Why Should I Bother To Study Theology?

Why should I be interested in Theology, at all, let alone study it?  Isn’t the study of Theology something that pastors, or ministers of religion, do?  Isn’t Theology just for scholars?

There is no doubt that many persons believe only pastors should study Theology or that all theologians are scholars.  Some may even believe that only scholars should become theologians.  That, however, is not true.  Indeed, some would say that everyone should become a theologian.  Listen, for example, to what Charles Ryrie had to say:  

“Theology is for everyone. Indeed, everyone needs to be a theologian. In reality, everyone is a theologian — of one sort or another. And therein lies the problem. There is nothing wrong with being an amateur theologian or a professional theologian, but there is everything wrong with being an ignorant or sloppy theologian.”  — Charles Ryrie, Basic Theology (Wheaton, IL: 1986), 9.

Based on what Ryrie is quoted as saying, each of us (including you) NEEDS to be a theologian.  I agree with him and I do so for two main reasons: 1) We are already theologians and 2) our theologies affect us in many, many ways, almost daily.

We are already theologians in the sense that each of us has a theology.  How is that possible, you ask?  Well, the answer lies in understanding that a theologian is, essentially, anyone who has a belief about God, about how God is and about what God does.  To put it another way … IF you have a view about why there is something instead of nothing … about why you are here or the purpose of life … about the difference between right and wrong … and about what happens after death, THEN you have a theology … and you are a theologian.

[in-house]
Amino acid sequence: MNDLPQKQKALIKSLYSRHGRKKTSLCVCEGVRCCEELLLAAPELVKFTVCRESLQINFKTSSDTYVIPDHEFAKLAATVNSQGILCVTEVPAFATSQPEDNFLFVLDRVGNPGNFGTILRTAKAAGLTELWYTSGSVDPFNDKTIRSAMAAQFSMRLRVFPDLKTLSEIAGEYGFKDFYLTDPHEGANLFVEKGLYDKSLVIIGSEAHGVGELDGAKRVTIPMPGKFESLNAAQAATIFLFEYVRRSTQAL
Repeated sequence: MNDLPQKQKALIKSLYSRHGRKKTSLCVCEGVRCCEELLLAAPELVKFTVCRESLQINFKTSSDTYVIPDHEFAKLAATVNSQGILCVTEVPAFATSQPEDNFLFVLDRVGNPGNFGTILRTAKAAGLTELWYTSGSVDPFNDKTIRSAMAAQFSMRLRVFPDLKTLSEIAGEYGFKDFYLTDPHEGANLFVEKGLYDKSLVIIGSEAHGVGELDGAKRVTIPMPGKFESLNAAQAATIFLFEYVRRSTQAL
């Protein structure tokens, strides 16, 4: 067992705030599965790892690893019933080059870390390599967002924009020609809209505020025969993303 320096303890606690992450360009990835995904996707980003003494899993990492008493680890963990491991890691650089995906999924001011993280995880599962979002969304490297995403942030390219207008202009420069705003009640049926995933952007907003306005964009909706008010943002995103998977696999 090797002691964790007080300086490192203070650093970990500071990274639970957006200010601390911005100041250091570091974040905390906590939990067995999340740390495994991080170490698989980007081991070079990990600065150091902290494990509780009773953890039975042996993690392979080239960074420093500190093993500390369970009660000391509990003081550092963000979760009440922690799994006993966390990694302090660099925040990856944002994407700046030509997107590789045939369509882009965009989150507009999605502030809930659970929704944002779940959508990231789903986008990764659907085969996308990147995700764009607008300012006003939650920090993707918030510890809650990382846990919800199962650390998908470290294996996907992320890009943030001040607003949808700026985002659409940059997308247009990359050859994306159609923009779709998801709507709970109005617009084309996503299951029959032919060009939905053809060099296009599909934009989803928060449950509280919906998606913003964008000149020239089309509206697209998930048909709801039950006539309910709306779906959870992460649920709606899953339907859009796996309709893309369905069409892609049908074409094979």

In addition to that fact — that each of us has a theology — there is the reality that the theologies we have guide us and influence us in a number of ways, including …

  • when we think about God,
  • when we read the Bible,
  • when we decide which church to attend,
  • when we choose schools for our children,
  • when we get sick, 
  • when we lose a loved one,
  • when we defend what we believe,
  • when we vote,
  • when we plan for the future,
  • when we decide on whom to marry.

Charles Ryrie, quoted above, said that we all need to become theologians.  Well, truth be told, we are already theologians.  So, the important question is really NOT about whether or not we should become theologians or whether we should study Theology.  The important question is about what kind of theologians are we going to be.  Will we be good theologians … or bad theologians?  will we embrace good theology … or bad theology? 

It seems logical to me that IF theology influences behaviour and the the choices we make, THEN bad theology will lead to bad behaviour and wrong choices AND it behoves us, therefore, to do what we can to ensure we embrace good theology and become good theologians.  If that means we “bother” to study Theology, then so be it.

NOTE:  Over the next few days and weeks, visitors to this site, should see more articles on the subject of Theology and, hopefully, in the not too distant future, a course (or courses) on theological, as well as biblical, studies.  So, stay tuned. The best is yet to come.  /MM



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